Getting Started
Establishing a new inter-jurisdictional body capable of overseeing and financing a wide range of park and recreation services is not easy—it requires time, patience, and a strong commitment to work together. One question that often arises is, “Do we draft a plan and then create an inter-jurisdictional body?” or “Do we establish a body then draft a plan?” There is no right or wrong answer. However, completing a comprehensive community-wide planning process prior to establishing a formal inter-jurisdictional body provides local officials an opportunity to better define the mission of the collaborative and build trust. Local officials should review the following steps as they consider moving forward with joint planning activities.

Step One
Local officials from each municipality should meet to assess if they will be able to work together. During early discussions, local officials should consider previous collaborative experiences, staff requirements, available resources, and the potential cost of a comprehensive planning process and establish a basic understanding of the goals of the new inter-jurisdictional body.

Step Two
Once local officials have agreed they can work together, a steering committee should be appointed to oversee the development of a community-wide or directed recreation plan, evaluating options for collaboration, informing the community, and helping draft the inter-jurisdictional agreement.

Step Three
The steering committee should agree upon the rules of engagement and discuss the potential goals of the new inter-jurisdictional body. When ready, the steering committee should take steps to initiate a community-wide planning process, assess the recreational needs and assets of the community, collect public input, and formulate the recreational goals of the community. The results of the community planning process are formally stated in a recreation plan that establishes a frame-work under which the inter-jurisdictional body can provide for community-wide parks and recreation. The Michigan Recreation and Parks Association, private consulting firms, nonprofit organizations, and community foundations can assist municipalities with each of these steps.


Newaygo Community Recreation and Natural Resources Conservation Plan
In November 2004, the city of Newaygo and Brooks, Everett, and Garfield Townships adopted formal resolutions committing to the cooperative development of a joint recreation and natural resources conservation plan. Local leaders were concerned over the limited availability of recreation facilities throughout the Newaygo community. Previous planning efforts also revealed community-wide interest in new sports facilities (soccer and baseball), paved trails, and nature areas. In addition, local officials acknowledged the strong connection between natural resources, community identity, and quality of life. With a grant from the Partnerships for Change Program and the Fremont Area Community Foundation, the four municipalities agreed to develop the Newaygo Community Recreation and Natural Resources Conservation Plan.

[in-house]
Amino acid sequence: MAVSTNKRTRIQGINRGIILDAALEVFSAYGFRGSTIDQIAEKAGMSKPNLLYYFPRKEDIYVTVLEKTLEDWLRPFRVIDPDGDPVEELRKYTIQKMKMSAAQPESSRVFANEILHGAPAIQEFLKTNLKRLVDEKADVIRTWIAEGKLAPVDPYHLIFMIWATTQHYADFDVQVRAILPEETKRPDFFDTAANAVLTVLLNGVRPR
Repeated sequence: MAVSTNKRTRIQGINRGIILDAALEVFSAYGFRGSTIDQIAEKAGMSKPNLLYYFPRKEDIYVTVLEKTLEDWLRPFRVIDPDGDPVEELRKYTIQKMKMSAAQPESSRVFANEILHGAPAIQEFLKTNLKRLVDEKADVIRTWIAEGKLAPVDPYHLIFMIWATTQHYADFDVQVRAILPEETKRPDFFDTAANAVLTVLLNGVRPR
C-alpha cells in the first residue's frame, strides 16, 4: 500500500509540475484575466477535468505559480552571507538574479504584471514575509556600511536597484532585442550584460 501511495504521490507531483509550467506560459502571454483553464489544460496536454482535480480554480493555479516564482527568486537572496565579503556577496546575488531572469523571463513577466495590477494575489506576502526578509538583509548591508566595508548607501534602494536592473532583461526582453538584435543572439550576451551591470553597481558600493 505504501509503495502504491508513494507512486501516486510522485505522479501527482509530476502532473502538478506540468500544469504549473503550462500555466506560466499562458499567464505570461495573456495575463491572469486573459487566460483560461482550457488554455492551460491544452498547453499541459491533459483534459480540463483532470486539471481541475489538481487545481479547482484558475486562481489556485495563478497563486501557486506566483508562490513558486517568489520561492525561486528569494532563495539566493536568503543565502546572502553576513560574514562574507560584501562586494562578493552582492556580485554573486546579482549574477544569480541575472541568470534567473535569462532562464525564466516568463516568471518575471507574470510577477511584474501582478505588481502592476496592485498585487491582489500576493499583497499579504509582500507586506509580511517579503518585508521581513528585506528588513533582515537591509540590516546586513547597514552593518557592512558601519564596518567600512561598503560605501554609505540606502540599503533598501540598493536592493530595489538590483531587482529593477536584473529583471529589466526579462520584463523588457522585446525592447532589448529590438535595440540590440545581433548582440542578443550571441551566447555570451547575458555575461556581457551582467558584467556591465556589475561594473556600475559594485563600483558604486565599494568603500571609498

The four jurisdictions determined that establishing a Recreation Authority would provide the most flexibility in which park updates, maintenance, improvements, development, negotiations, and programming could be administered and funded. Articles of Incorporation were adopted, thereby establishing the Newaygo Community Recreation Authority in May of 2006. Later that year, the Recreation Authority adopted the community-wide Recreation and Natural Resources Conservation Plan. The plan was submitted to the Michigan Department of Natural Resources for approval and certification, which made the authority eligible for state grant funding.

In June of 2007, Everett Township withdrew from the authority. Undaunted, the three remaining jurisdictions adopted revised Articles of Incorporation and pursued grant opportunities for park improvements and the development of additional non-motorized trails. As a result, the Authority has leveraged over $309,500 in additional grant funding to improve a number of facilities (e.g. tennis courts, swimming pond, soccer fields, and skate park) and the renovation of the lodge at the Winter Sports Park into a primary trail head.

Due to these positive developments, the Authority amended the plan to include: improved recreational facilities, greater access to nature-based recreation, and more effective programming for the citizens of the Newaygo community. In addition, neighboring Croton Township agreed to join the authority in 2011.

Definition of a “Public Park”
An area of land or water dedicated to one or more of the following uses:

1. Recreational Purposes – including, but not limited to: landscaped tracts, picnic grounds, playgrounds, athletic fields, camps, campgrounds, zoological and botanical gardens, living historical farms, boating, hunting, fishing and birding areas, swimming areas, and foot, bicycle and bridle paths.
2. Open or scenic space.
3. Environmental, conservation, nature or wildlife areas.

Conclusion
Community parks and recreation programs are extremely important public services, contributing to our quality of life as well as our attachment to a place. One of the most important and effective strategies for maintaining community parks and recreation services in this difficult economy is inter-jurisdictional cooperation. This gives local governments a wide variety of ways to pool their resources and share the benefits of community-wide park and recreation services.

Harry Burkholder, AICP, is a community planner for the Land Information Access Association. You may reach him at 231-929-3696 or burkholder@liaa.org